Having a specific error message for “you’re trying to use a multi-byte character we don’t support” for #\ would be nice, but on second thought we’d prefer not to overload the Uno again.

I think I had code implementing this at some point, even. I’ll look into it.


To keep things as simple as possible I propose to express non-ASCII characters as a three-digit decimal number; for example:

> (code-char 129)

I assume numbers greater than 255 should give an error; for example:

> (code-char 257)

For symmetry the reader should be able to read back in a character consisting of three decimal digits:

> (char-code #\129)

Does that seem OK?


This is ideal, because it would allow uLisp to communicate with “more complex” devices - it could still “handle” such text without issue, it could only not “display” it (which may be perfectly irrelevant depending on the application).

EDIT: It would be interesting to see ALL non-displayable characters, if the line editor is not enabled. - That would essentially allow uLisp to be used to “detect weird characters” basically on any terminal. That is, e.g. to show exactly what is signalled when backspace is pressed, etc.


Regarding “creeping featuritis” (depending on the point of view), an interesting function would be to “turn characters into numbers” and to “turn numbers into characters”, that is, that there is some way to “make” #\129 given the number 129 and vice versa. But this could be handled over a simple table by the user, of course, given that 256 numbers/characters is not the world.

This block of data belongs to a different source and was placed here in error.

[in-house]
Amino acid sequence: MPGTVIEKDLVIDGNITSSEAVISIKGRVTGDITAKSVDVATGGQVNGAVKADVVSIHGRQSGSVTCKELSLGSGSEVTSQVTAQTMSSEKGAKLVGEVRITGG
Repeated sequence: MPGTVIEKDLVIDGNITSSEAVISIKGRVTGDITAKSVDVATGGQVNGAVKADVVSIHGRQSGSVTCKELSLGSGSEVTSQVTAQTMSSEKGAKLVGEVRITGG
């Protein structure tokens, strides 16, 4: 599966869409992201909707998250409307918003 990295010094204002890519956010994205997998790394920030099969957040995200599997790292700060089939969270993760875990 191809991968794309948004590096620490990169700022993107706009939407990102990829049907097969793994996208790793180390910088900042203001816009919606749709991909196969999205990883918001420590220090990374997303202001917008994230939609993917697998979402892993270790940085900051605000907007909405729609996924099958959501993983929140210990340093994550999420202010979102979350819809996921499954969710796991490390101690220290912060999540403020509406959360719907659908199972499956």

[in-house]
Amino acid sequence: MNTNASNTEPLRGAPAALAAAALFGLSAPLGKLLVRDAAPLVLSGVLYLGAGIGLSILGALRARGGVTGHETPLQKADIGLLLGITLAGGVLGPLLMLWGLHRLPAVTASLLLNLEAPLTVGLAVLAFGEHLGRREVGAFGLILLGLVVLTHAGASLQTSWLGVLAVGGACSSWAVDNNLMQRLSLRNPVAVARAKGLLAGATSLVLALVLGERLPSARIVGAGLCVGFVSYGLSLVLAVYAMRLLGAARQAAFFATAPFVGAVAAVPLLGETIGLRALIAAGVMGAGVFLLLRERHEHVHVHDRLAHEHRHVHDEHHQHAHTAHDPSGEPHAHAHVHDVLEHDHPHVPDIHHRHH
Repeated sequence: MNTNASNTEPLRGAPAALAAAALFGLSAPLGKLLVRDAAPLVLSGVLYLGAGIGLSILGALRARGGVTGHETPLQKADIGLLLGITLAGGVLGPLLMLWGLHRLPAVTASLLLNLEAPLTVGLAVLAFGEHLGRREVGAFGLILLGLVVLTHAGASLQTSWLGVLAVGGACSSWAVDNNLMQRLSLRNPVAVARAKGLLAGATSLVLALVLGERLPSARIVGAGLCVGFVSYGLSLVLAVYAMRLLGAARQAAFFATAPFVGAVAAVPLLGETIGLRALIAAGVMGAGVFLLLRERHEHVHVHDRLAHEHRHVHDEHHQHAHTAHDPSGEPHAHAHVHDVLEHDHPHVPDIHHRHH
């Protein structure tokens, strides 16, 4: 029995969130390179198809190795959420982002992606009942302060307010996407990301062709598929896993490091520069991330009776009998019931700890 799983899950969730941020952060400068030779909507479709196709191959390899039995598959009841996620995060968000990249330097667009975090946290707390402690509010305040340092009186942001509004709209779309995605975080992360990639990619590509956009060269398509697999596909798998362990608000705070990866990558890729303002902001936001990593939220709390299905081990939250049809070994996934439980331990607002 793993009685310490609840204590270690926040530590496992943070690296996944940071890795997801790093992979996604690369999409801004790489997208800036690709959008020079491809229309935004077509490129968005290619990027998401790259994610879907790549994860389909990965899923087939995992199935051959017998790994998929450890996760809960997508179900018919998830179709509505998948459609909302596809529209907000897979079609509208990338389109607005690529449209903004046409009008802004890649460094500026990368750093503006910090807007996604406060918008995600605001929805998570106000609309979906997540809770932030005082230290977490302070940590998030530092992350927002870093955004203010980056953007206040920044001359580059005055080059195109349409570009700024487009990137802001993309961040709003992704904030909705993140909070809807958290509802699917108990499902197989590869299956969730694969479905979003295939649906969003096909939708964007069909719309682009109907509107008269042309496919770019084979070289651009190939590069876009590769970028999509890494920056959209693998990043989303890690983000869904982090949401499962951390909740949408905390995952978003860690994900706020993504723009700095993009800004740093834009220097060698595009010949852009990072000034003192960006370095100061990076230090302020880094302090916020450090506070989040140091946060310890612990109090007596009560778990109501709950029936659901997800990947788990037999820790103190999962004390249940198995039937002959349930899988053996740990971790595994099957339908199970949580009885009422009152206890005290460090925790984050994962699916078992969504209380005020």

These are the functions code-char and char-code, respectively. They are from Common Lisp.

One way to think about this is that I’m saying bytes with the high bit set should be treated like control characters. You can have them in strings, and you can print them, but uLisp takes measures not to output them accidentally.

Actually, in theory that’s what happens now. uLisp echoes all bytes received that aren’t a newline. The receiving terminal, however, doesn’t display them. Some can be configured to do that, though.


Thank you for the explanation. Then actually using your mentioned functions one can implement the charcode-display already…


This is now incorporated into uLisp 3.5, and I’ve documented it here:

Language reference - #\



Huh. On porting that solution to my WIP build system I noticed that you remembered to escape ␡. Good catch; the description I gave failed to account for that little oddity of ASCII.

For reference: Code point 127, all seven bits set, isn’t strictly speaking a control character. It’s technically supposed to be ignored, but Unix and its most popular terminals used it instead of backspace, so that can’t be relied upon. Everything I said was about code point 128 and above…


Yes, I pondered about that. On LispWorks it is shown as Rubout:

> (code-char 127)

Doing that would have taken several more bytes, so I just included it in the range shown as three decimal digits.


One little thing, which doesn’t matter much, but still…

{2}20354> #\256

This might get confusing if we ever add ‘proper’ UTF-8 support to the 32-bit platforms and have a need to refer to code points larger than eight bits. Don’t know if it’s worth it, though.


There isn’t currently any error checking on the three-digit numeric characters – there wasn’t room, at least on the Arduino Uno. I think this comes under the heading of “reserved for future use”.


I figured it was that; just wanted to make a note of it for future reference.